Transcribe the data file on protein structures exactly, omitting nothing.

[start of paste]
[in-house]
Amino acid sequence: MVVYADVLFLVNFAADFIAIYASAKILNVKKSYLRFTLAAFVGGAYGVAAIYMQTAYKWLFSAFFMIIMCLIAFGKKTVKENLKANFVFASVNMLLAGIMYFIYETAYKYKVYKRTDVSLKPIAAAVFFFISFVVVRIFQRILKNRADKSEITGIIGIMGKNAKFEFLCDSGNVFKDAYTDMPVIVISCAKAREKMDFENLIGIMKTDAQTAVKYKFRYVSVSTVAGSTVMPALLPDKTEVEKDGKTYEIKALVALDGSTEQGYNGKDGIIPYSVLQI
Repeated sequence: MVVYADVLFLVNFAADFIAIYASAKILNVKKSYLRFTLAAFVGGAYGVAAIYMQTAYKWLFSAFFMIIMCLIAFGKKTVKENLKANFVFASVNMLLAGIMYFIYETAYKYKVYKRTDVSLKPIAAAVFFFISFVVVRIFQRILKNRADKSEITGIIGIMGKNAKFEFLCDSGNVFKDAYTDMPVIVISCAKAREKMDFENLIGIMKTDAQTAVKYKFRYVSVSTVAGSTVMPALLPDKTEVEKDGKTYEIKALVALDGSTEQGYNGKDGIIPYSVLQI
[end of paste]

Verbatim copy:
[in-house]
Amino acid sequence: MVVYADVLFLVNFAADFIAIYASAKILNVKKSYLRFTLAAFVGGAYGVAAIYMQTAYKWLFSAFFMIIMCLIAFGKKTVKENLKANFVFASVNMLLAGIMYFIYETAYKYKVYKRTDVSLKPIAAAVFFFISFVVVRIFQRILKNRADKSEITGIIGIMGKNAKFEFLCDSGNVFKDAYTDMPVIVISCAKAREKMDFENLIGIMKTDAQTAVKYKFRYVSVSTVAGSTVMPALLPDKTEVEKDGKTYEIKALVALDGSTEQGYNGKDGIIPYSVLQI
Repeated sequence: MVVYADVLFLVNFAADFIAIYASAKILNVKKSYLRFTLAAFVGGAYGVAAIYMQTAYKWLFSAFFMIIMCLIAFGKKTVKENLKANFVFASVNMLLAGIMYFIYETAYKYKVYKRTDVSLKPIAAAVFFFISFVVVRIFQRILKNRADKSEITGIIGIMGKNAKFEFLCDSGNVFKDAYTDMPVIVISCAKAREKMDFENLIGIMKTDAQTAVKYKFRYVSVSTVAGSTVMPALLPDKTEVEKDGKTYEIKALVALDGSTEQGYNGKDGIIPYSVLQI